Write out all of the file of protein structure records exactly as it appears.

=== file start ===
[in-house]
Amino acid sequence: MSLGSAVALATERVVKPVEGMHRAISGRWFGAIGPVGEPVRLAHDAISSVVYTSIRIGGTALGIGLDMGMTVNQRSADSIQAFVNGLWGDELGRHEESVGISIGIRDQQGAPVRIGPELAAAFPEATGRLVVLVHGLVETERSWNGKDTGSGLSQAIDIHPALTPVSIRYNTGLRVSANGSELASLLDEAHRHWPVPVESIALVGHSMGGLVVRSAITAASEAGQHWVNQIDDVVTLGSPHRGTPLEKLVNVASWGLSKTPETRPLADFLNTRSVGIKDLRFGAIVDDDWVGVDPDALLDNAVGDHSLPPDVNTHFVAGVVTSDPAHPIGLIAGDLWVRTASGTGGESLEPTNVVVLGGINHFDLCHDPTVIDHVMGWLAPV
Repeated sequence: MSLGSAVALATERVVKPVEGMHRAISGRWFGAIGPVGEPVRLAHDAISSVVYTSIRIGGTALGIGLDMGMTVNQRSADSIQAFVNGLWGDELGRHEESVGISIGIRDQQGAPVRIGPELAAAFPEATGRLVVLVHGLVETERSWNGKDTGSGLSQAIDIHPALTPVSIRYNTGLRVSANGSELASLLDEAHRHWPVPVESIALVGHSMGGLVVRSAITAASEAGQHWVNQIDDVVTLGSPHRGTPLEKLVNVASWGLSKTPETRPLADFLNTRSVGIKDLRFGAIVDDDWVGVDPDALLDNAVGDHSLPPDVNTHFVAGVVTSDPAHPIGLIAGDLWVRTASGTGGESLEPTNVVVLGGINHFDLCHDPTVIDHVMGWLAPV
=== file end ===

[in-house]
Amino acid sequence: MSLGSAVALATERVVKPVEGMHRAISGRWFGAIGPVGEPVRLAHDAISSVVYTSIRIGGTALGIGLDMGMTVNQRSADSIQAFVNGLWGDELGRHEESVGISIGIRDQQGAPVRIGPELAAAFPEATGRLVVLVHGLVETERSWNGKDTGSGLSQAIDIHPALTPVSIRYNTGLRVSANGSELASLLDEAHRHWPVPVESIALVGHSMGGLVVRSAITAASEAGQHWVNQIDDVVTLGSPHRGTPLEKLVNVASWGLSKTPETRPLADFLNTRSVGIKDLRFGAIVDDDWVGVDPDALLDNAVGDHSLPPDVNTHFVAGVVTSDPAHPIGLIAGDLWVRTASGTGGESLEPTNVVVLGGINHFDLCHDPTVIDHVMGWLAPV
Repeated sequence: MSLGSAVALATERVVKPVEGMHRAISGRWFGAIGPVGEPVRLAHDAISSVVYTSIRIGGTALGIGLDMGMTVNQRSADSIQAFVNGLWGDELGRHEESVGISIGIRDQQGAPVRIGPELAAAFPEATGRLVVLVHGLVETERSWNGKDTGSGLSQAIDIHPALTPVSIRYNTGLRVSANGSELASLLDEAHRHWPVPVESIALVGHSMGGLVVRSAITAASEAGQHWVNQIDDVVTLGSPHRGTPLEKLVNVASWGLSKTPETRPLADFLNTRSVGIKDLRFGAIVDDDWVGVDPDALLDNAVGDHSLPPDVNTHFVAGVVTSDPAHPIGLIAGDLWVRTASGTGGESLEPTNVVVLGGINHFDLCHDPTVIDHVMGWLAPV